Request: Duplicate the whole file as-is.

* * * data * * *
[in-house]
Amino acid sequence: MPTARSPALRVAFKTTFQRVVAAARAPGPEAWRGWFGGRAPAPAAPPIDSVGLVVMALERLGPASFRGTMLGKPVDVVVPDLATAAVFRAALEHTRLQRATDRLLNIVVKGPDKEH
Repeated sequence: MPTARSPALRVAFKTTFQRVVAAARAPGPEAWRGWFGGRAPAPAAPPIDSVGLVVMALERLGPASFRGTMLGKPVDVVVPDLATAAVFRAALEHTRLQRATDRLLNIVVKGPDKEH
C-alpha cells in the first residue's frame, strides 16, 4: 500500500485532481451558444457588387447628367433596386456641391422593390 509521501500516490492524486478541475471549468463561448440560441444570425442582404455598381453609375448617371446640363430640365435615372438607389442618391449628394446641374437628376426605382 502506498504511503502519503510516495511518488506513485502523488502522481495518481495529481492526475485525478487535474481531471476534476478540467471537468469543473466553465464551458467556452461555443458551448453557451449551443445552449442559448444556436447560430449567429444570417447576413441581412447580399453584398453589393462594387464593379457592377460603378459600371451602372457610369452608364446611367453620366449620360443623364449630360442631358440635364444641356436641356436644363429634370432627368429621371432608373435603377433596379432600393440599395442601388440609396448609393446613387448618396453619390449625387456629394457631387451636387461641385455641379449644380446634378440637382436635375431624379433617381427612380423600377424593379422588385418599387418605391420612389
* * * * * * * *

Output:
[in-house]
Amino acid sequence: MPTARSPALRVAFKTTFQRVVAAARAPGPEAWRGWFGGRAPAPAAPPIDSVGLVVMALERLGPASFRGTMLGKPVDVVVPDLATAAVFRAALEHTRLQRATDRLLNIVVKGPDKEH
Repeated sequence: MPTARSPALRVAFKTTFQRVVAAARAPGPEAWRGWFGGRAPAPAAPPIDSVGLVVMALERLGPASFRGTMLGKPVDVVVPDLATAAVFRAALEHTRLQRATDRLLNIVVKGPDKEH
C-alpha cells in the first residue's frame, strides 16, 4: 500500500485532481451558444457588387447628367433596386456641391422593390 509521501500516490492524486478541475471549468463561448440560441444570425442582404455598381453609375448617371446640363430640365435615372438607389442618391449628394446641374437628376426605382 502506498504511503502519503510516495511518488506513485502523488502522481495518481495529481492526475485525478487535474481531471476534476478540467471537468469543473466553465464551458467556452461555443458551448453557451449551443445552449442559448444556436447560430449567429444570417447576413441581412447580399453584398453589393462594387464593379457592377460603378459600371451602372457610369452608364446611367453620366449620360443623364449630360442631358440635364444641356436641356436644363429634370432627368429621371432608373435603377433596379432600393440599395442601388440609396448609393446613387448618396453619390449625387456629394457631387451636387461641385455641379449644380446634378440637382436635375431624379433617381427612380423600377424593379422588385418599387418605391420612389